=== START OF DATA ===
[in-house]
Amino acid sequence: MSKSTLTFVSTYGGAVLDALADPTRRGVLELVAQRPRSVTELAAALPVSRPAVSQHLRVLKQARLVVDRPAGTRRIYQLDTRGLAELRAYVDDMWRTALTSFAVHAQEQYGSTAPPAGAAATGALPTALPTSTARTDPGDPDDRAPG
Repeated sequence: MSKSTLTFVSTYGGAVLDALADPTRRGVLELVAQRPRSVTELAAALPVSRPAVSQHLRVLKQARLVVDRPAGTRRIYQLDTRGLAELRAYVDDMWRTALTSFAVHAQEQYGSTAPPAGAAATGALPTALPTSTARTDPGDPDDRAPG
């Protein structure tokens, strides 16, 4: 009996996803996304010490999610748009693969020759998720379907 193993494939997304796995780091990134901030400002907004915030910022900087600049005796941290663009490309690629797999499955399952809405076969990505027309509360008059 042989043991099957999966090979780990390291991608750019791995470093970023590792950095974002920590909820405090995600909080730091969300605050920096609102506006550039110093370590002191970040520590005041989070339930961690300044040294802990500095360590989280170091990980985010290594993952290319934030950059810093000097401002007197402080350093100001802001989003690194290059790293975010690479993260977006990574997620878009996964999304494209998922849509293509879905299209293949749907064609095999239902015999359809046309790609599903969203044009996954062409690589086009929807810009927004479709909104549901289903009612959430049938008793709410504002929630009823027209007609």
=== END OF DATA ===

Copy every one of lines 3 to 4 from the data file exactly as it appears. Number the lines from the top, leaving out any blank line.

Repeated sequence: MSKSTLTFVSTYGGAVLDALADPTRRGVLELVAQRPRSVTELAAALPVSRPAVSQHLRVLKQARLVVDRPAGTRRIYQLDTRGLAELRAYVDDMWRTALTSFAVHAQEQYGSTAPPAGAAATGALPTALPTSTARTDPGDPDDRAPG
């Protein structure tokens, strides 16, 4: 009996996803996304010490999610748009693969020759998720379907 193993494939997304796995780091990134901030400002907004915030910022900087600049005796941290663009490309690629797999499955399952809405076969990505027309509360008059 042989043991099957999966090979780990390291991608750019791995470093970023590792950095974002920590909820405090995600909080730091969300605050920096609102506006550039110093370590002191970040520590005041989070339930961690300044040294802990500095360590989280170091990980985010290594993952290319934030950059810093000097401002007197402080350093100001802001989003690194290059790293975010690479993260977006990574997620878009996964999304494209998922849509293509879905299209293949749907064609095999239902015999359809046309790609599903969203044009996954062409690589086009929807810009927004479709909104549901289903009612959430049938008793709410504002929630009823027209007609």